Increasing evidence support the role and potential therapeutic value of regulatory T lymphocytes (Tregs, an essential CD4+/CD25+ subset of lymphocytes) in fighting MIRI [8991], although the comprehensive and precise mechanism involved remains unknown. In detail, Tregs attenuate cardiomyocyte apoptosis by activating the Akt and ERK1/2 pathways and reduce neutrophil infiltration via the downregulation of the production of cytokine-induced neutrophil chemoattractant (CK) and lipopolysaccharide-induced CXC chemokine production (LIX), the triggering mechanism of which might be CD39-dependent [92]. In this prosurvival pathway, CD39 represents a potential inhibitory mechanism for recruited Tregs to suppress neutrophil infiltration and chemokine production so as to maintain cardiomyocyte viability in MIRI hearts [92]. Indeed, Tregs recruitment in MIRI currently stands out in the immunity-driven cardioprotection against MIRI.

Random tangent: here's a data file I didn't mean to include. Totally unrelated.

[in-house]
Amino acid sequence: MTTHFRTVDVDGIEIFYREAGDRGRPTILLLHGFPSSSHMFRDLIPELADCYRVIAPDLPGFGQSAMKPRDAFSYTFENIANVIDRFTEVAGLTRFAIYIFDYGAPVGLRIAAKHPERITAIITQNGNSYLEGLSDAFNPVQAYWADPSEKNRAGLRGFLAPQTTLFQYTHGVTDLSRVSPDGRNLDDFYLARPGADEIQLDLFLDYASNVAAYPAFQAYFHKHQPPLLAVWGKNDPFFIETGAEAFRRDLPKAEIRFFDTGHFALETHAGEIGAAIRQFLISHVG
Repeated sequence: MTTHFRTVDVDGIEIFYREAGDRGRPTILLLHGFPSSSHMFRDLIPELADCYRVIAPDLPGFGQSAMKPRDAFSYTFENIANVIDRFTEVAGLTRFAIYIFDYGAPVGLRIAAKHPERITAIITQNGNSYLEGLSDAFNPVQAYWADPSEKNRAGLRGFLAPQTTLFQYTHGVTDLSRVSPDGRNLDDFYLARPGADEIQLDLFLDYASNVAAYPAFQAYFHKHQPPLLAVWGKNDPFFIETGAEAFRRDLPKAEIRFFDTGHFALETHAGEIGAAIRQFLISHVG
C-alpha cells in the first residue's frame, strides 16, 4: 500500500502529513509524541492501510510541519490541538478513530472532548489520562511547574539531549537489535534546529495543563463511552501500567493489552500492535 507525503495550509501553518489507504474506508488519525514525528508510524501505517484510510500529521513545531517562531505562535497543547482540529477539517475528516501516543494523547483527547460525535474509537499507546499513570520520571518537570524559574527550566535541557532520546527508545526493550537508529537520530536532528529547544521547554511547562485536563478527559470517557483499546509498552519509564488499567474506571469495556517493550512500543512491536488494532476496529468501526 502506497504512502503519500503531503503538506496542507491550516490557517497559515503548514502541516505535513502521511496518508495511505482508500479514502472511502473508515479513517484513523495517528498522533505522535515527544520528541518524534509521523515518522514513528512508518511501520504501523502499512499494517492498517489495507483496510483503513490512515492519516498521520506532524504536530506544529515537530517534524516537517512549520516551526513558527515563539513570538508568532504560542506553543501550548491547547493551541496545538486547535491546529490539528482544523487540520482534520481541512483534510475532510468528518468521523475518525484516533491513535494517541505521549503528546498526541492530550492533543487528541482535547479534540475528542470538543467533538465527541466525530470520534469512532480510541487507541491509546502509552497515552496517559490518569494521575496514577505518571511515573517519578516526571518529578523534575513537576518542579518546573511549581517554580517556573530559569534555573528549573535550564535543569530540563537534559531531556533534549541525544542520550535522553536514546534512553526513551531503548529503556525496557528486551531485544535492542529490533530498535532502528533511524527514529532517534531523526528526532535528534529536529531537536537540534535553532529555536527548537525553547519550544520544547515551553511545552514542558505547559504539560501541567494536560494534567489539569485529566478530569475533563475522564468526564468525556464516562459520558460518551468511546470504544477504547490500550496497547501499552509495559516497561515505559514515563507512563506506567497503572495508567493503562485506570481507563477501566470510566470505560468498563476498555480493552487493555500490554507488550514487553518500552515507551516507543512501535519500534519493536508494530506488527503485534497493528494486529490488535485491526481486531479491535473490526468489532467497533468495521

Additionally, several recent studies have suggested that Tregs may antagonize myocardial remodeling and improve the mechanical function of the MIRI heart via epicardial Hippo signaling (epicardial YAP/TAZ can recruit Tregs to injured myocardium after MI) [93], paracrine effects [93, 94], and interactions with the IL-2/Anti-IL-2 complex [95]. Notably, endogenous Tregs could preserve heart function after AMI by regulating IL-2 related inflammation and collagen homeostasis [93, 94], and exogenous Tregs might sustain cardiomyocyte proliferation without using their typical immunosuppressive ability [93, 94]. It is the IL-2C-mediated CD25 rather than IL-10 or TGF-b1 that drives Tregs to expand and attenuate MIRI by maintaining cardiomyocyte’s viability. Another investigation showed that, when applied at an early stage of AMI, the Tregs recruited by N, N-dimethylsphingosine may regulate protection against MIRI via the inhibition of the innate immune response through the PI3K/Akt pathway [96]. A study on diabetic patients with STEMI (routine treatment versus routine treatment plus the drug vildagliptin) showed that the addition of vildagliptin (an oral antihyperglycemic agent) to standard medical treatment of MIRI increased its effectiveness via the recruitment of Tregs by significantly upregulating TGF-β1 [97]. Therefore, from a regeneration perspective, clarifying whether or not myocardium regeneration can be promoted in an MIRI model merely by regulating the concentration of Tregs in situ appears to be a promising direction [98, 99].